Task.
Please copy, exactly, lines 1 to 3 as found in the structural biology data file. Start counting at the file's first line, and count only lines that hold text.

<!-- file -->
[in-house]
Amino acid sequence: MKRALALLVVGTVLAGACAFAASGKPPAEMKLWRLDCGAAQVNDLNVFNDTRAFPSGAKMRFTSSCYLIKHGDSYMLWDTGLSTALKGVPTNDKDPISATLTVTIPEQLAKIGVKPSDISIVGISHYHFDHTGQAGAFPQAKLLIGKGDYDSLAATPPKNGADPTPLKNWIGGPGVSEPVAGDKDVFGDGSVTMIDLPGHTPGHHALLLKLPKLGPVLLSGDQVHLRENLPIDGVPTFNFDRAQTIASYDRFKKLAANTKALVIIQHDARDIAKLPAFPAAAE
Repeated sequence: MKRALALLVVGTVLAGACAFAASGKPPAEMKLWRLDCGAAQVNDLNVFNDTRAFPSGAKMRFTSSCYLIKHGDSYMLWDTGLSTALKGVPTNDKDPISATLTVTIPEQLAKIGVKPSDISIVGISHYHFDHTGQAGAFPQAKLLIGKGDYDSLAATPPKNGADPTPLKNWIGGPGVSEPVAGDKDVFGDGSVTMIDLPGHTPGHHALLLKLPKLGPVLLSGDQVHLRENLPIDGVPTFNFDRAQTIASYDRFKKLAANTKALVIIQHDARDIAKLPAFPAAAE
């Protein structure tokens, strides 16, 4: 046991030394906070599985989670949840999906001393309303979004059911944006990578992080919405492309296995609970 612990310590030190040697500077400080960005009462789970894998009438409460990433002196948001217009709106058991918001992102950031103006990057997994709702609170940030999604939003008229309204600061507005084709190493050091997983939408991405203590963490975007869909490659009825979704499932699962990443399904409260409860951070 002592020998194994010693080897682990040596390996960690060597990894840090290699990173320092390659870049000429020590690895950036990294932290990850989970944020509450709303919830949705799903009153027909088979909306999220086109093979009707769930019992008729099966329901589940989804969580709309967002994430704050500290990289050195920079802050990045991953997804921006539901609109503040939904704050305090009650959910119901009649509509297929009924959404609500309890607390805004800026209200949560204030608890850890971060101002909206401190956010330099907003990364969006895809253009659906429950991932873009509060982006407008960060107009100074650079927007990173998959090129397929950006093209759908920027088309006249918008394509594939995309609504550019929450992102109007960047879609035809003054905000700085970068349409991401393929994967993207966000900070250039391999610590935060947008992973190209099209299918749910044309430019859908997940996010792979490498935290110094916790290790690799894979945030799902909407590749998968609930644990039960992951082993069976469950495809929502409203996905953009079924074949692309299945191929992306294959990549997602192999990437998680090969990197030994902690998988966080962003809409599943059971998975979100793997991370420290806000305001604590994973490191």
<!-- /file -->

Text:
[in-house]
Amino acid sequence: MKRALALLVVGTVLAGACAFAASGKPPAEMKLWRLDCGAAQVNDLNVFNDTRAFPSGAKMRFTSSCYLIKHGDSYMLWDTGLSTALKGVPTNDKDPISATLTVTIPEQLAKIGVKPSDISIVGISHYHFDHTGQAGAFPQAKLLIGKGDYDSLAATPPKNGADPTPLKNWIGGPGVSEPVAGDKDVFGDGSVTMIDLPGHTPGHHALLLKLPKLGPVLLSGDQVHLRENLPIDGVPTFNFDRAQTIASYDRFKKLAANTKALVIIQHDARDIAKLPAFPAAAE
Repeated sequence: MKRALALLVVGTVLAGACAFAASGKPPAEMKLWRLDCGAAQVNDLNVFNDTRAFPSGAKMRFTSSCYLIKHGDSYMLWDTGLSTALKGVPTNDKDPISATLTVTIPEQLAKIGVKPSDISIVGISHYHFDHTGQAGAFPQAKLLIGKGDYDSLAATPPKNGADPTPLKNWIGGPGVSEPVAGDKDVFGDGSVTMIDLPGHTPGHHALLLKLPKLGPVLLSGDQVHLRENLPIDGVPTFNFDRAQTIASYDRFKKLAANTKALVIIQHDARDIAKLPAFPAAAE